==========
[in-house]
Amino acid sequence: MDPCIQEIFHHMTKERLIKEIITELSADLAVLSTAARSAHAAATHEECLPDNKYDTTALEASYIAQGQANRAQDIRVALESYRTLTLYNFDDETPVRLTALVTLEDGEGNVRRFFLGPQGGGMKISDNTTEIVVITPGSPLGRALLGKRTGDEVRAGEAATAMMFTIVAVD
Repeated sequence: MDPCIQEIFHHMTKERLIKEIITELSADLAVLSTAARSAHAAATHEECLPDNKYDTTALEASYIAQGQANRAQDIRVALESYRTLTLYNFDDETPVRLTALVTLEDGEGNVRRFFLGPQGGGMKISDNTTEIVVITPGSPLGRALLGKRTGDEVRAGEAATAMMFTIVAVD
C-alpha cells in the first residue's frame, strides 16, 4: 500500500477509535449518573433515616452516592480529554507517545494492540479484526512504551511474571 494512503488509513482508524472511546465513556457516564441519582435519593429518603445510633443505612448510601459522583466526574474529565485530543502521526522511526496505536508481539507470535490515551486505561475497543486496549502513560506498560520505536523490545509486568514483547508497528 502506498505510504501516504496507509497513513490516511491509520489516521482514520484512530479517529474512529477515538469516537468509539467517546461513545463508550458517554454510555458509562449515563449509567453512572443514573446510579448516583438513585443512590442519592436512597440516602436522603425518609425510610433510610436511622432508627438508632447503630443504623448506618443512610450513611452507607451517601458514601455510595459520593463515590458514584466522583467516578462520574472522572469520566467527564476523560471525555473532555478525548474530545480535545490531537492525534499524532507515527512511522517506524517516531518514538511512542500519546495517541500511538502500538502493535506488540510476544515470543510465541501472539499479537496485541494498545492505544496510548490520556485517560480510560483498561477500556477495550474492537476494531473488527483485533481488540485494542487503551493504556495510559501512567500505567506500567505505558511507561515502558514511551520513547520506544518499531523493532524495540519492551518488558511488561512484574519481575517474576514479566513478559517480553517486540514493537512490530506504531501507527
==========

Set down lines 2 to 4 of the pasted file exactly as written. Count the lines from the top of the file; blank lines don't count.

Amino acid sequence: MDPCIQEIFHHMTKERLIKEIITELSADLAVLSTAARSAHAAATHEECLPDNKYDTTALEASYIAQGQANRAQDIRVALESYRTLTLYNFDDETPVRLTALVTLEDGEGNVRRFFLGPQGGGMKISDNTTEIVVITPGSPLGRALLGKRTGDEVRAGEAATAMMFTIVAVD
Repeated sequence: MDPCIQEIFHHMTKERLIKEIITELSADLAVLSTAARSAHAAATHEECLPDNKYDTTALEASYIAQGQANRAQDIRVALESYRTLTLYNFDDETPVRLTALVTLEDGEGNVRRFFLGPQGGGMKISDNTTEIVVITPGSPLGRALLGKRTGDEVRAGEAATAMMFTIVAVD
C-alpha cells in the first residue's frame, strides 16, 4: 500500500477509535449518573433515616452516592480529554507517545494492540479484526512504551511474571 494512503488509513482508524472511546465513556457516564441519582435519593429518603445510633443505612448510601459522583466526574474529565485530543502521526522511526496505536508481539507470535490515551486505561475497543486496549502513560506498560520505536523490545509486568514483547508497528 502506498505510504501516504496507509497513513490516511491509520489516521482514520484512530479517529474512529477515538469516537468509539467517546461513545463508550458517554454510555458509562449515563449509567453512572443514573446510579448516583438513585443512590442519592436512597440516602436522603425518609425510610433510610436511622432508627438508632447503630443504623448506618443512610450513611452507607451517601458514601455510595459520593463515590458514584466522583467516578462520574472522572469520566467527564476523560471525555473532555478525548474530545480535545490531537492525534499524532507515527512511522517506524517516531518514538511512542500519546495517541500511538502500538502493535506488540510476544515470543510465541501472539499479537496485541494498545492505544496510548490520556485517560480510560483498561477500556477495550474492537476494531473488527483485533481488540485494542487503551493504556495510559501512567500505567506500567505505558511507561515502558514511551520513547520506544518499531523493532524495540519492551518488558511488561512484574519481575517474576514479566513478559517480553517486540514493537512490530506504531501507527